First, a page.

Despite their decisions being overturned by the High Court, almost as a matter of course, magistrates are continuing to use their powers to imprison low income people who are not criminals but civil debtors. Magistrates are also sending people to jail for longer periods.
In the year ending March 94, 1,202 people were sent to jail for non-payment. The previous year it was 704 and for the year ending March 1992, 169. Only 10 people had been sent to jail the previous year.
The average sentence in 1992 was 27 days. It is now 32 days with some magistrates imprisoning people for three months. Last week the bench at Lincoln jailed for nine days a young mother who owed £22 - she was freed two days later on the orders of a High Court judge.
In August last year, Easington magistrates in Co Durham sentenced Robert Graham, a 74-year-old former miner, to 31 days. Unable to care for himself, he had been taken into a local authority residential home suffering from malnutrition. He had also falleninto poll tax arrears, was arrested by police at the council home and taken before magistrates who sent him to jail.
And in October, Bolton justices sent Patricia Bradshaw, 46, and a mother of four, to jail for 28 days. Her 21-year-old son, physically and mentally disabled, is dependent on her care.
The cases are not isolated. A study of 143 granted leave for judicial review, carried out by Rona Epstein, of Coventry University, and Ian Wise, a barrister, found 56 people were on income support, 20 received other benefits, 19 had no income at all, 10 had serious physical disabilities, five suffered mental disability and 27 had serious illnesses ranging from epilepsy through to arthritis and asthma.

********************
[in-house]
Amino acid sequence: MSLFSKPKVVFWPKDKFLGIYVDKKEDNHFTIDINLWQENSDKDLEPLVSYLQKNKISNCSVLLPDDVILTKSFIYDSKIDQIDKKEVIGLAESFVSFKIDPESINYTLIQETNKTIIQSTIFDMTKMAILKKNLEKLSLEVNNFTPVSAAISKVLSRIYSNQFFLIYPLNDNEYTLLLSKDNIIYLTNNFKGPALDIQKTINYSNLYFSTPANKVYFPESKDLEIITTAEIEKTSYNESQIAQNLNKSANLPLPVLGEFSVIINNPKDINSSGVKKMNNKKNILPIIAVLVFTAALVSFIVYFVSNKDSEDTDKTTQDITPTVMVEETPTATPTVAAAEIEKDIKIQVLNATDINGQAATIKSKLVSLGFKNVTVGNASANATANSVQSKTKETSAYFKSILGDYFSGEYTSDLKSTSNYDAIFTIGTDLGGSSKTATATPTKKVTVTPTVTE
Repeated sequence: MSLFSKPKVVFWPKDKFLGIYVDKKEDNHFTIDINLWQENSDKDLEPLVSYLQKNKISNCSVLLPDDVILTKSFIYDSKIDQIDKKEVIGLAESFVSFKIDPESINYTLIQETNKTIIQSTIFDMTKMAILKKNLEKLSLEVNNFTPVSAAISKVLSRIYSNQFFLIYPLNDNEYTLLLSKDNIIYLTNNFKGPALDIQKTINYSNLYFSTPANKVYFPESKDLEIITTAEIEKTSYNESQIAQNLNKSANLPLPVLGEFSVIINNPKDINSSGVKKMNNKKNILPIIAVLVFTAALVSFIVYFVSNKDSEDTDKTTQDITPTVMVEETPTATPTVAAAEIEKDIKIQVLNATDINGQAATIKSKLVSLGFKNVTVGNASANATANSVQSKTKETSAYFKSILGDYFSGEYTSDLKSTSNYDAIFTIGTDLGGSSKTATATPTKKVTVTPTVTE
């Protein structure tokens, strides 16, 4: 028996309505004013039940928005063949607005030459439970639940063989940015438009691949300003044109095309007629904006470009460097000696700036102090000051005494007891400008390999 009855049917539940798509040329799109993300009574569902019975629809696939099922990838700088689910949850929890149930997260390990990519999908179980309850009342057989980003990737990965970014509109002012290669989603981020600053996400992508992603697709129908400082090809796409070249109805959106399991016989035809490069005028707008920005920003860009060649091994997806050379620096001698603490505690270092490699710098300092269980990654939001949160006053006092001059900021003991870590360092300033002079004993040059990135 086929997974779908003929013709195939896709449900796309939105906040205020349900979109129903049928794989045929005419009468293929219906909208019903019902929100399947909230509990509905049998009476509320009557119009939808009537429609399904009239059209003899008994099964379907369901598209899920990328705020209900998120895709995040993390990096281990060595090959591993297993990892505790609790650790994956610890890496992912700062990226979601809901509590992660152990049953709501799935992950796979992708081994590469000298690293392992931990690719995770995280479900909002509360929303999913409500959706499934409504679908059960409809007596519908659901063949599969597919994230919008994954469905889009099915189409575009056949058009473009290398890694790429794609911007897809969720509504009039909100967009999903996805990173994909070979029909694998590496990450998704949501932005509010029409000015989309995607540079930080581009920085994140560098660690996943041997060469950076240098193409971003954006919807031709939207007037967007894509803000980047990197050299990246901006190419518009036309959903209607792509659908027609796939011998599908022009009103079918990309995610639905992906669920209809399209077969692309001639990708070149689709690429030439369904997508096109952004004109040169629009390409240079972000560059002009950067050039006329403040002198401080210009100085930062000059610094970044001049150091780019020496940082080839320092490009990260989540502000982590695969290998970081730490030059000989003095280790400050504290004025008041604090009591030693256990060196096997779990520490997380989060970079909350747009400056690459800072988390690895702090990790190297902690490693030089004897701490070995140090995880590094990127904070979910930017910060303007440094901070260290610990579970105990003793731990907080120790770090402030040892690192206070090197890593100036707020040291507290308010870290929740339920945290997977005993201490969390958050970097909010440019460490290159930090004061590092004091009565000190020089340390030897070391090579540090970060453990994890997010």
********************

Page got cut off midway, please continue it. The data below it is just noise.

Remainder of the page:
So far nearly 100 of those have been declared unlawful by High Court judges - a success rate of about 95 per cent compared with an average judicial review success rate against magistrates of around 15 per cent.
The High Court has said that magistrates' powers to jail are to enforce payment, not to punish, and that they should only be used as a last resort. "Despite this stream of recent authorities, magistrates are continuing to make the same errors and continue in increasing numbers to punish the vulnerable," the study concludes.
One of the main reasons is that council tax and poll tax defaulters have fewer rights than criminals. There is no legal aid - meaning the poor and often those with learning disabilities have to represent themselves at hearings they do not understand; there is no requirement for pre-sentence reports so magistrates are often unaware of the full impact of their penalty; there are no "public interest" considerations which in criminal cases allow for decisions not to prosecute, for example, the elderly; andthere is no appeal - apart from judicial review.
Yesterday, Ms Epstein said: "What is going on is outrageous. Every day in the local paper you can read of criminal cases where people convicted of taking and driving away, assault, credit card fraud and criminal damage are being placed on probation - yetpeople with little or no income who try but fail to pay their local tax are going to prison. And the cost of imprisonment at about £450 a week is far more than most people's debt."
Mr Wise, who has taken hundreds of such cases to the High Court, said: "The time has come . . . to put an end to this appalling catalogue of injustice.''Reuse content